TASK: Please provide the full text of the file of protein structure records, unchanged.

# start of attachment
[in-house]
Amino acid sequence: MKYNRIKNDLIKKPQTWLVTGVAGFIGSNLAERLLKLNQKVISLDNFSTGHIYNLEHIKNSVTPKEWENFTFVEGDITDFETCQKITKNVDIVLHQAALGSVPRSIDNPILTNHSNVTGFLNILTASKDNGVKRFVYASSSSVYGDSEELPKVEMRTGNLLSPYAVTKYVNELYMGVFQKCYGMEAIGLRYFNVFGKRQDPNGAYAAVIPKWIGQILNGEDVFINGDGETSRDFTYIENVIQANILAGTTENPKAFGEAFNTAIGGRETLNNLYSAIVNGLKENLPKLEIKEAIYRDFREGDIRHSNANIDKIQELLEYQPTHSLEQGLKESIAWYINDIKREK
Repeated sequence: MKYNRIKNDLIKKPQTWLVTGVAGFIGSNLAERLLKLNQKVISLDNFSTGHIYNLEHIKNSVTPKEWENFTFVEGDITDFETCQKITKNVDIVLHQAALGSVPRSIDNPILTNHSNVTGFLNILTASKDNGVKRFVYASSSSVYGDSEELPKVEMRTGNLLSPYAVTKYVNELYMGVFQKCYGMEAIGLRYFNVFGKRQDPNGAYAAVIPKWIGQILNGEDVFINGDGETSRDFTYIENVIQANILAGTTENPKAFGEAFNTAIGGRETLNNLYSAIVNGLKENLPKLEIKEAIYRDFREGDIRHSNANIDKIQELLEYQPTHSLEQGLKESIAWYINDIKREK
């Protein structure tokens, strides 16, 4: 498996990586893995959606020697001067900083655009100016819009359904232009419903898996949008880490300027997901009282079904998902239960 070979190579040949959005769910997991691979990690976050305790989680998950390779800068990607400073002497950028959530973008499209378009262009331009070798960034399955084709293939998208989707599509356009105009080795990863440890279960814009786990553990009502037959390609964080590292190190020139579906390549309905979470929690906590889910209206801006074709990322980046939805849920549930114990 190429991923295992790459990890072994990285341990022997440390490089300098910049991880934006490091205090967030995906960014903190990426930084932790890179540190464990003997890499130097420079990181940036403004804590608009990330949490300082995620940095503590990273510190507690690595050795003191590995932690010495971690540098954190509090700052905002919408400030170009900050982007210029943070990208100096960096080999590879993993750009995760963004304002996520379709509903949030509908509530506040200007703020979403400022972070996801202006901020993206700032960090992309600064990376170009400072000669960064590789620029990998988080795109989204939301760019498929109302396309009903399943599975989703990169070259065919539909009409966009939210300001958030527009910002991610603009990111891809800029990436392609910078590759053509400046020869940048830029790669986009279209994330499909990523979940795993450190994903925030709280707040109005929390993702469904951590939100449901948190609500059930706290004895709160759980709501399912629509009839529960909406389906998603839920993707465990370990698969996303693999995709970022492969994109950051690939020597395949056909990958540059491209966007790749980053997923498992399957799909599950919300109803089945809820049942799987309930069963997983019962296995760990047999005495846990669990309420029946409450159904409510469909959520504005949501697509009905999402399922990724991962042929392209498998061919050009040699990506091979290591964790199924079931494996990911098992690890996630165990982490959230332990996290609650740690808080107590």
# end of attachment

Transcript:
[in-house]
Amino acid sequence: MKYNRIKNDLIKKPQTWLVTGVAGFIGSNLAERLLKLNQKVISLDNFSTGHIYNLEHIKNSVTPKEWENFTFVEGDITDFETCQKITKNVDIVLHQAALGSVPRSIDNPILTNHSNVTGFLNILTASKDNGVKRFVYASSSSVYGDSEELPKVEMRTGNLLSPYAVTKYVNELYMGVFQKCYGMEAIGLRYFNVFGKRQDPNGAYAAVIPKWIGQILNGEDVFINGDGETSRDFTYIENVIQANILAGTTENPKAFGEAFNTAIGGRETLNNLYSAIVNGLKENLPKLEIKEAIYRDFREGDIRHSNANIDKIQELLEYQPTHSLEQGLKESIAWYINDIKREK
Repeated sequence: MKYNRIKNDLIKKPQTWLVTGVAGFIGSNLAERLLKLNQKVISLDNFSTGHIYNLEHIKNSVTPKEWENFTFVEGDITDFETCQKITKNVDIVLHQAALGSVPRSIDNPILTNHSNVTGFLNILTASKDNGVKRFVYASSSSVYGDSEELPKVEMRTGNLLSPYAVTKYVNELYMGVFQKCYGMEAIGLRYFNVFGKRQDPNGAYAAVIPKWIGQILNGEDVFINGDGETSRDFTYIENVIQANILAGTTENPKAFGEAFNTAIGGRETLNNLYSAIVNGLKENLPKLEIKEAIYRDFREGDIRHSNANIDKIQELLEYQPTHSLEQGLKESIAWYINDIKREK
């Protein structure tokens, strides 16, 4: 498996990586893995959606020697001067900083655009100016819009359904232009419903898996949008880490300027997901009282079904998902239960 070979190579040949959005769910997991691979990690976050305790989680998950390779800068990607400073002497950028959530973008499209378009262009331009070798960034399955084709293939998208989707599509356009105009080795990863440890279960814009786990553990009502037959390609964080590292190190020139579906390549309905979470929690906590889910209206801006074709990322980046939805849920549930114990 190429991923295992790459990890072994990285341990022997440390490089300098910049991880934006490091205090967030995906960014903190990426930084932790890179540190464990003997890499130097420079990181940036403004804590608009990330949490300082995620940095503590990273510190507690690595050795003191590995932690010495971690540098954190509090700052905002919408400030170009900050982007210029943070990208100096960096080999590879993993750009995760963004304002996520379709509903949030509908509530506040200007703020979403400022972070996801202006901020993206700032960090992309600064990376170009400072000669960064590789620029990998988080795109989204939301760019498929109302396309009903399943599975989703990169070259065919539909009409966009939210300001958030527009910002991610603009990111891809800029990436392609910078590759053509400046020869940048830029790669986009279209994330499909990523979940795993450190994903925030709280707040109005929390993702469904951590939100449901948190609500059930706290004895709160759980709501399912629509009839529960909406389906998603839920993707465990370990698969996303693999995709970022492969994109950051690939020597395949056909990958540059491209966007790749980053997923498992399957799909599950919300109803089945809820049942799987309930069963997983019962296995760990047999005495846990669990309420029946409450159904409510469909959520504005949501697509009905999402399922990724991962042929392209498998061919050009040699990506091979290591964790199924079931494996990911098992690890996630165990982490959230332990996290609650740690808080107590």